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YONE Faculty Profile: Dr. Michelle McKay

In this Year of the Nurse Educator, the Fitzpatrick College of Nursing is proud to feature faculty and why they do what they do.

Michelle A. McKay PhD, RN, CCRN is an Assistant Professor

Dr. Michelle McKay teaching student in simulation lab

Why did you seek this role?

After working as a bedside nurse for a couple years after my graduation, I always enjoyed being paired with nursing students and orienting new staff members.  When considering returning to school for a master’s degree, education was a natural next step because I enjoyed sharing my nursing expertise with students and novice nurses. I decided to continue my education with a PhD to build my research experience while also teaching not only in the clinical arena, but also in the classroom.

How did you become a Nurse Educator?

After receiving my master’s degree in nursing education, I worked for 5 years as an adjunct clinical instructor while still working at the bedside.  I then pursued my PhD and began working full time as an educator and researcher. 

What do you like about your role?

The best part is sharing my passion for critical care nursing with my students.  I love sharing the nursing process that is required in a critical care environment.  I also hope that I convey what a privilege it is to care for patients and families in their most difficult times.  Providing emotional support for patients and families is just as important as titrating blood pressure medications. I continue to work at the bedside per diem. This clinical role informs my teaching and keeps me up to date on the ever-changing critical care environment. I think my students appreciate that I can share real patient stories with them and bring the theory content to life within the classroom.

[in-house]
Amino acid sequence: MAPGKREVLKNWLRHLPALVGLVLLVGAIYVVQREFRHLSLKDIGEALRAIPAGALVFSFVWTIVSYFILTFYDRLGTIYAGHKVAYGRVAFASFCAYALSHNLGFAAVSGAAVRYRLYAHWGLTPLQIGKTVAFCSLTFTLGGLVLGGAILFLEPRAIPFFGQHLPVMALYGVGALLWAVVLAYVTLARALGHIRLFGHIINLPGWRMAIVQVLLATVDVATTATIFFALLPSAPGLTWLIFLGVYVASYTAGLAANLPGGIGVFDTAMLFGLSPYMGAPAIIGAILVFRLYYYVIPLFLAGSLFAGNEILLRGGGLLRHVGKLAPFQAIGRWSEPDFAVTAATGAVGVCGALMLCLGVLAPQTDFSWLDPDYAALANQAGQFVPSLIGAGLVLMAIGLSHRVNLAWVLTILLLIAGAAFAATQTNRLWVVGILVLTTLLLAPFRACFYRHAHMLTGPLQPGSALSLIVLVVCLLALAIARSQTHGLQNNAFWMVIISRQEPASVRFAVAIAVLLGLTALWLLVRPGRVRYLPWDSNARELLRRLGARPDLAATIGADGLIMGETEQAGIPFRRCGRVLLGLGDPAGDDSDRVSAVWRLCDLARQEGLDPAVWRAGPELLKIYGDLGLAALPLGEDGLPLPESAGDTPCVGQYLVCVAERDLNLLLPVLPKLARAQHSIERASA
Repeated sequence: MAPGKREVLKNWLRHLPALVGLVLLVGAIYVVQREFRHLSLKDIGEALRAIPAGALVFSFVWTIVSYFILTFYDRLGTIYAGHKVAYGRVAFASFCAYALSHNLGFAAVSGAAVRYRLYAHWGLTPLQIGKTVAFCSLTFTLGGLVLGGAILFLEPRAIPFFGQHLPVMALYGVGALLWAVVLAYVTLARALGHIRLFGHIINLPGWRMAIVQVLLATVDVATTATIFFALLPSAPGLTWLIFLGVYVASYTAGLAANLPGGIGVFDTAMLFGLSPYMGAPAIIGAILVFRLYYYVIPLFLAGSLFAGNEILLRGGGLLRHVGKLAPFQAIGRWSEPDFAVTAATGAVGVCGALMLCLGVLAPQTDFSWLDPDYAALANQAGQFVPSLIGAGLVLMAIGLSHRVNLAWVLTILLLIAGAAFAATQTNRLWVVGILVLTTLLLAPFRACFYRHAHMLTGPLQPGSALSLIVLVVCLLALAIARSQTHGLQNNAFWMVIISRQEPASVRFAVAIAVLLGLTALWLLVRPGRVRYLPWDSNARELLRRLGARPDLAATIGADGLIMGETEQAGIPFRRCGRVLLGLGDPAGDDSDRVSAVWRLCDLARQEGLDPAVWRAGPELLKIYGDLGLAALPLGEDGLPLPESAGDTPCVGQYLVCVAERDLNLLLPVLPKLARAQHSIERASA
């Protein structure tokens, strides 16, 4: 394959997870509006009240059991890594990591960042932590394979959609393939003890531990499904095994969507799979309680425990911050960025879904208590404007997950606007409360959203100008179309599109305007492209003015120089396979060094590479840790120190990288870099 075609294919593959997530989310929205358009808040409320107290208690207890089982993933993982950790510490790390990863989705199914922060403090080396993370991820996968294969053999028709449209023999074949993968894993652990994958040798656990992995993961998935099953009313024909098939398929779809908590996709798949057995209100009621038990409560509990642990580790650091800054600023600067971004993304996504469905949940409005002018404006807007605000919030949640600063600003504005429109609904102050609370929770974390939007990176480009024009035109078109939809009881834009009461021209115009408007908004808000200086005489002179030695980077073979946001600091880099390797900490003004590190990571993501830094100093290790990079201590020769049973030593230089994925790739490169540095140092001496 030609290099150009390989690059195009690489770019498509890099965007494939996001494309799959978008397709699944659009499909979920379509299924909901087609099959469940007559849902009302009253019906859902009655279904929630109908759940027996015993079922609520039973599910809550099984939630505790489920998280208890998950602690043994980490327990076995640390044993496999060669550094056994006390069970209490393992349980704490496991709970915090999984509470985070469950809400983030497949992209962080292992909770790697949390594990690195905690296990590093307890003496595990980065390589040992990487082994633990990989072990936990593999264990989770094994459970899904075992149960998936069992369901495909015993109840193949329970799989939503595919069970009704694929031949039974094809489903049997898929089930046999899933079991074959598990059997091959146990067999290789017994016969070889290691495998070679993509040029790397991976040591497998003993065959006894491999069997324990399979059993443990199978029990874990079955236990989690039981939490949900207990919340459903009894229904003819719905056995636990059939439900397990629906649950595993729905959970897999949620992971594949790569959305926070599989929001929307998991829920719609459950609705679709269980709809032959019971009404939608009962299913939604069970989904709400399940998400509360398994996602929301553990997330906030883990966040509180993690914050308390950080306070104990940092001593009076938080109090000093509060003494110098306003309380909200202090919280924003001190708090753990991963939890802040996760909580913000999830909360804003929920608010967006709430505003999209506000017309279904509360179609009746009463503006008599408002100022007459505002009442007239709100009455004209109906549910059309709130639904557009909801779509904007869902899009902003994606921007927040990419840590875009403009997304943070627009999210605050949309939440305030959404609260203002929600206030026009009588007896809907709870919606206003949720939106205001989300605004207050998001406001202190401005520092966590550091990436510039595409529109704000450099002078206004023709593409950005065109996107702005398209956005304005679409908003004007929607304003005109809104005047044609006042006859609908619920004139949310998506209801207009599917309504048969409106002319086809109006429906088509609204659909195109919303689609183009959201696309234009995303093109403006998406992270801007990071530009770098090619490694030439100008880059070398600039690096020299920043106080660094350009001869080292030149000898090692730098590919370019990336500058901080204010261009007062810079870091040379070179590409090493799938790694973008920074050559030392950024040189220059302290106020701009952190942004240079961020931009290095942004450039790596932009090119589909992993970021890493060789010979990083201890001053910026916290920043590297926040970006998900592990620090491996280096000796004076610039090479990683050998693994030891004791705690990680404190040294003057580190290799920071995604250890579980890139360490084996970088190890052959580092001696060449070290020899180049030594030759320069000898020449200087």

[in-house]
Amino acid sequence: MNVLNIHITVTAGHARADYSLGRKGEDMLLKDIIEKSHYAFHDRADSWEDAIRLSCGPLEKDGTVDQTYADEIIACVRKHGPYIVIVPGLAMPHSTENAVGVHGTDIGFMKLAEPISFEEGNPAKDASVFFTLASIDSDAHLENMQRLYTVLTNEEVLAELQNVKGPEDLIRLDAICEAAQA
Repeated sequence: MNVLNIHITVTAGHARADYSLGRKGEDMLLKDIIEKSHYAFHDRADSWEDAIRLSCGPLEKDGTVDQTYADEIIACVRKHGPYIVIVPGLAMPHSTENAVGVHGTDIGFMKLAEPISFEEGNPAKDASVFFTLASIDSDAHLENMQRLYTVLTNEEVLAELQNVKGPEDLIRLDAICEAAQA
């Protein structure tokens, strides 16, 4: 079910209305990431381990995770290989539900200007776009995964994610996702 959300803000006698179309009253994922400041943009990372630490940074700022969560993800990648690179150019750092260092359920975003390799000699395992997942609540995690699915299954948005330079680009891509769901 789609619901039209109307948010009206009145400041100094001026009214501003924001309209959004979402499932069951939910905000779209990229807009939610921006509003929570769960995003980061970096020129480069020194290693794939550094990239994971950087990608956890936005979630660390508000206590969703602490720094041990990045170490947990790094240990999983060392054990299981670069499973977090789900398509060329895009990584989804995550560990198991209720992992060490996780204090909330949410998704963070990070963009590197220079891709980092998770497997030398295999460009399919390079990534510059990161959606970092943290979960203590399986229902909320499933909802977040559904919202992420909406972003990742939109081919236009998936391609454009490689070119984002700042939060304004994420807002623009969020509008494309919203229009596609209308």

Best moment as an educator?

Many of our Villanova students work in the area as our nursing colleagues.  It is amazing to see students turned nurses excel in the clinical environment. I am so humbled when they share that having me as their professor in class or in clinical helped them decide to become a critical care nurse. A recent graduate shared that she wanted to be like me when she “grew up” and that my love of nursing made them excited for a career in critical care. That is the ultimate compliment.

Advice for someone who is considering it?

Do it!  Enroll in a master’s level program or in a post-master's certificate program to learn the skill of teaching. Although I learned how to teach at the bedside, my higher education was critical to developing the theory and practice necessary for me to be an effective educator.  Seek out other educators to ask advice, to learn from, to mentor you in the educator role. Just like you never stop learning as a nurse, you will never stop learning as a teacher. Continue to learn from mentors, fellow colleagues, and your students. Always be open to learning more to improve your practice as a nurse educator and to help support our future effective and successful nurses.